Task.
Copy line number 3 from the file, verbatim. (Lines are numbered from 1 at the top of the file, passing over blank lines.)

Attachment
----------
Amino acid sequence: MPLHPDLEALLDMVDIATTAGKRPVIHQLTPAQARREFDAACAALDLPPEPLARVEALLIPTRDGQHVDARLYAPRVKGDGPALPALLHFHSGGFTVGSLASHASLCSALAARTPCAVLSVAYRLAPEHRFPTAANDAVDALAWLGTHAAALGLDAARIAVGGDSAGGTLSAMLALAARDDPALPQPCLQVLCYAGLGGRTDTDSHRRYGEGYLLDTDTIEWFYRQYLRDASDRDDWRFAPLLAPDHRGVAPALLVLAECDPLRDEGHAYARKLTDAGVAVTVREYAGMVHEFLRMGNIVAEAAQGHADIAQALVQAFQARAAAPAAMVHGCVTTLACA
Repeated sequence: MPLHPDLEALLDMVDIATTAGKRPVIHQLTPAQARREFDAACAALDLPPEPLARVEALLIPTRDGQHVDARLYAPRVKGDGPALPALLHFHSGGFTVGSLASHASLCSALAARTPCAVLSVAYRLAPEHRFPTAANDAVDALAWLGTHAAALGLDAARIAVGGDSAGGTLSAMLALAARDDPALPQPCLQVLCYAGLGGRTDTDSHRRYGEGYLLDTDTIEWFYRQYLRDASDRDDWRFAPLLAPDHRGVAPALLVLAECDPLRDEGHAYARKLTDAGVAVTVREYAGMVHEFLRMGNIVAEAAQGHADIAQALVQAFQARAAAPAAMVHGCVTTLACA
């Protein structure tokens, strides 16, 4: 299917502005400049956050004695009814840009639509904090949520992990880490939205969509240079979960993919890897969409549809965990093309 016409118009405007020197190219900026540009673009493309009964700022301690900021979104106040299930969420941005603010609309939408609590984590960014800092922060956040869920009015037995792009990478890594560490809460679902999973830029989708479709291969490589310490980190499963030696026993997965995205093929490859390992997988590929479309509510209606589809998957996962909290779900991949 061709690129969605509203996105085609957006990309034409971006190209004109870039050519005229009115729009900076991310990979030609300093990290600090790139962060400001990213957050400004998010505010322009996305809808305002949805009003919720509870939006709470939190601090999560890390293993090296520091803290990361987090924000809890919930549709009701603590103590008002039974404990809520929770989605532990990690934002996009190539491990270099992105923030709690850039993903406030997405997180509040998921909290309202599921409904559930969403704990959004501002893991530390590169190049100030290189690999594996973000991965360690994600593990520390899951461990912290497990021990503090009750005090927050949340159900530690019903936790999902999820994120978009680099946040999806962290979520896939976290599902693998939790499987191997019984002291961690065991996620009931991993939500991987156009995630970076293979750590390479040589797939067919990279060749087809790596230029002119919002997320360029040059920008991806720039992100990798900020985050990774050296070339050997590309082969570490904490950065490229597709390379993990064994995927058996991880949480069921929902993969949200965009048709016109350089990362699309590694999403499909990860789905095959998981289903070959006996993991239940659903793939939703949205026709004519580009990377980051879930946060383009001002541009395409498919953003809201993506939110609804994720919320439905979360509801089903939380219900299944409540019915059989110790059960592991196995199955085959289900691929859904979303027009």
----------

């Protein structure tokens, strides 16, 4: 299917502005400049956050004695009814840009639509904090949520992990880490939205969509240079979960993919890897969409549809965990093309 016409118009405007020197190219900026540009673009493309009964700022301690900021979104106040299930969420941005603010609309939408609590984590960014800092922060956040869920009015037995792009990478890594560490809460679902999973830029989708479709291969490589310490980190499963030696026993997965995205093929490859390992997988590929479309509510209606589809998957996962909290779900991949 061709690129969605509203996105085609957006990309034409971006190209004109870039050519005229009115729009900076991310990979030609300093990290600090790139962060400001990213957050400004998010505010322009996305809808305002949805009003919720509870939006709470939190601090999560890390293993090296520091803290990361987090924000809890919930549709009701603590103590008002039974404990809520929770989605532990990690934002996009190539491990270099992105923030709690850039993903406030997405997180509040998921909290309202599921409904559930969403704990959004501002893991530390590169190049100030290189690999594996973000991965360690994600593990520390899951461990912290497990021990503090009750005090927050949340159900530690019903936790999902999820994120978009680099946040999806962290979520896939976290599902693998939790499987191997019984002291961690065991996620009931991993939500991987156009995630970076293979750590390479040589797939067919990279060749087809790596230029002119919002997320360029040059920008991806720039992100990798900020985050990774050296070339050997590309082969570490904490950065490229597709390379993990064994995927058996991880949480069921929902993969949200965009048709016109350089990362699309590694999403499909990860789905095959998981289903070959006996993991239940659903793939939703949205026709004519580009990377980051879930946060383009001002541009395409498919953003809201993506939110609804994720919320439905979360509801089903939380219900299944409540019915059989110790059960592991196995199955085959289900691929859904979303027009």